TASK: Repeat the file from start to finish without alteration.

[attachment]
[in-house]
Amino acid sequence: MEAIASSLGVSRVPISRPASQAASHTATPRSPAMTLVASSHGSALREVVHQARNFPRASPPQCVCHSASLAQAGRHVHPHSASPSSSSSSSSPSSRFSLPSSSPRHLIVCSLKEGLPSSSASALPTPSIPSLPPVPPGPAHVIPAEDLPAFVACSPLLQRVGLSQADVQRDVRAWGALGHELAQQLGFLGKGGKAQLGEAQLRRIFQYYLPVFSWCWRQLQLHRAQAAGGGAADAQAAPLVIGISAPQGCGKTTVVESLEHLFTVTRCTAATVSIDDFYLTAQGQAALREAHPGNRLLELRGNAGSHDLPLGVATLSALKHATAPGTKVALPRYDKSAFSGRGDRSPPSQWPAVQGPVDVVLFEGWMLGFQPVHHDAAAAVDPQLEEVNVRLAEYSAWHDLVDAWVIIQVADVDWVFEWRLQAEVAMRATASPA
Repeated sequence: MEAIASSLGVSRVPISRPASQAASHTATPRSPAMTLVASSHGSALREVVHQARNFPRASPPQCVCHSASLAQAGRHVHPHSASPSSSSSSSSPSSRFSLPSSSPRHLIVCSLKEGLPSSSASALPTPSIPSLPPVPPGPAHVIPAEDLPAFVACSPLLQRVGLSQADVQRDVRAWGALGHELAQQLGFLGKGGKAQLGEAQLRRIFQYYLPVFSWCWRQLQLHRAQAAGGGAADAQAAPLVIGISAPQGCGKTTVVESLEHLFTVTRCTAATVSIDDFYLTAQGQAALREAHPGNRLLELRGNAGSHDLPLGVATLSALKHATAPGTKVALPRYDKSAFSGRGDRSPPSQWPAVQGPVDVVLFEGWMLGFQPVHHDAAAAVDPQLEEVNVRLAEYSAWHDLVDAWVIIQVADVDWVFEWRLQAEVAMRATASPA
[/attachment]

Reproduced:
[in-house]
Amino acid sequence: MEAIASSLGVSRVPISRPASQAASHTATPRSPAMTLVASSHGSALREVVHQARNFPRASPPQCVCHSASLAQAGRHVHPHSASPSSSSSSSSPSSRFSLPSSSPRHLIVCSLKEGLPSSSASALPTPSIPSLPPVPPGPAHVIPAEDLPAFVACSPLLQRVGLSQADVQRDVRAWGALGHELAQQLGFLGKGGKAQLGEAQLRRIFQYYLPVFSWCWRQLQLHRAQAAGGGAADAQAAPLVIGISAPQGCGKTTVVESLEHLFTVTRCTAATVSIDDFYLTAQGQAALREAHPGNRLLELRGNAGSHDLPLGVATLSALKHATAPGTKVALPRYDKSAFSGRGDRSPPSQWPAVQGPVDVVLFEGWMLGFQPVHHDAAAAVDPQLEEVNVRLAEYSAWHDLVDAWVIIQVADVDWVFEWRLQAEVAMRATASPA
Repeated sequence: MEAIASSLGVSRVPISRPASQAASHTATPRSPAMTLVASSHGSALREVVHQARNFPRASPPQCVCHSASLAQAGRHVHPHSASPSSSSSSSSPSSRFSLPSSSPRHLIVCSLKEGLPSSSASALPTPSIPSLPPVPPGPAHVIPAEDLPAFVACSPLLQRVGLSQADVQRDVRAWGALGHELAQQLGFLGKGGKAQLGEAQLRRIFQYYLPVFSWCWRQLQLHRAQAAGGGAADAQAAPLVIGISAPQGCGKTTVVESLEHLFTVTRCTAATVSIDDFYLTAQGQAALREAHPGNRLLELRGNAGSHDLPLGVATLSALKHATAPGTKVALPRYDKSAFSGRGDRSPPSQWPAVQGPVDVVLFEGWMLGFQPVHHDAAAAVDPQLEEVNVRLAEYSAWHDLVDAWVIIQVADVDWVFEWRLQAEVAMRATASPA